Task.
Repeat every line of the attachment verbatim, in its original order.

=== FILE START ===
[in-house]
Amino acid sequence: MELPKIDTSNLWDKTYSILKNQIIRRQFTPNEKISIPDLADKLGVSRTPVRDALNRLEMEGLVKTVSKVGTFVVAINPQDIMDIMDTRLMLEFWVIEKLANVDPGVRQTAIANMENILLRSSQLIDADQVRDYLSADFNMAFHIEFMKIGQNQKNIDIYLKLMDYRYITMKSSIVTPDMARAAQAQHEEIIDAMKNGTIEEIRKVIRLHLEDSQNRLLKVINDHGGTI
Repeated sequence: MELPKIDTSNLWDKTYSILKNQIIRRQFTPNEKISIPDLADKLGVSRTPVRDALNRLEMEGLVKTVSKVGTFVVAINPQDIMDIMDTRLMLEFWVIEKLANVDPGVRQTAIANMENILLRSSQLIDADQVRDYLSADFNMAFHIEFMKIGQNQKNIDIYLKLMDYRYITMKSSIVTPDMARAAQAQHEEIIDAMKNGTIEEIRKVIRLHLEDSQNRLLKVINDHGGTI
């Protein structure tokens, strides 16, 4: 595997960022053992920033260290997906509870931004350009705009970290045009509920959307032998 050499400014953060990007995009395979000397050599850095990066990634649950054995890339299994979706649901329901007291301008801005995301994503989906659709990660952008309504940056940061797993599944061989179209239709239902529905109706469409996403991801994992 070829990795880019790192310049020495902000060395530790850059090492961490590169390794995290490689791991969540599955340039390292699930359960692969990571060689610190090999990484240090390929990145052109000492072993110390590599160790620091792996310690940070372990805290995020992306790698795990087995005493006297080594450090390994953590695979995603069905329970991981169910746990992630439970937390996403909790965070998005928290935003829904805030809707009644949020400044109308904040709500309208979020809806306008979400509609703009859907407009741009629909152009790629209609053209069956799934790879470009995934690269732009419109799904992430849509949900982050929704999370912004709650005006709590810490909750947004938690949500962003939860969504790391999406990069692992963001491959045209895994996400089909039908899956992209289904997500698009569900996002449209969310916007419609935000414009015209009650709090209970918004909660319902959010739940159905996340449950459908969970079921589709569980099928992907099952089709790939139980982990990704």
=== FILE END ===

[in-house]
Amino acid sequence: MELPKIDTSNLWDKTYSILKNQIIRRQFTPNEKISIPDLADKLGVSRTPVRDALNRLEMEGLVKTVSKVGTFVVAINPQDIMDIMDTRLMLEFWVIEKLANVDPGVRQTAIANMENILLRSSQLIDADQVRDYLSADFNMAFHIEFMKIGQNQKNIDIYLKLMDYRYITMKSSIVTPDMARAAQAQHEEIIDAMKNGTIEEIRKVIRLHLEDSQNRLLKVINDHGGTI
Repeated sequence: MELPKIDTSNLWDKTYSILKNQIIRRQFTPNEKISIPDLADKLGVSRTPVRDALNRLEMEGLVKTVSKVGTFVVAINPQDIMDIMDTRLMLEFWVIEKLANVDPGVRQTAIANMENILLRSSQLIDADQVRDYLSADFNMAFHIEFMKIGQNQKNIDIYLKLMDYRYITMKSSIVTPDMARAAQAQHEEIIDAMKNGTIEEIRKVIRLHLEDSQNRLLKVINDHGGTI
């Protein structure tokens, strides 16, 4: 595997960022053992920033260290997906509870931004350009705009970290045009509920959307032998 050499400014953060990007995009395979000397050599850095990066990634649950054995890339299994979706649901329901007291301008801005995301994503989906659709990660952008309504940056940061797993599944061989179209239709239902529905109706469409996403991801994992 070829990795880019790192310049020495902000060395530790850059090492961490590169390794995290490689791991969540599955340039390292699930359960692969990571060689610190090999990484240090390929990145052109000492072993110390590599160790620091792996310690940070372990805290995020992306790698795990087995005493006297080594450090390994953590695979995603069905329970991981169910746990992630439970937390996403909790965070998005928290935003829904805030809707009644949020400044109308904040709500309208979020809806306008979400509609703009859907407009741009629909152009790629209609053209069956799934790879470009995934690269732009419109799904992430849509949900982050929704999370912004709650005006709590810490909750947004938690949500962003939860969504790391999406990069692992963001491959045209895994996400089909039908899956992209289904997500698009569900996002449209969310916007419609935000414009015209009650709090209970918004909660319902959010739940159905996340449950459908969970079921589709569980099928992907099952089709790939139980982990990704």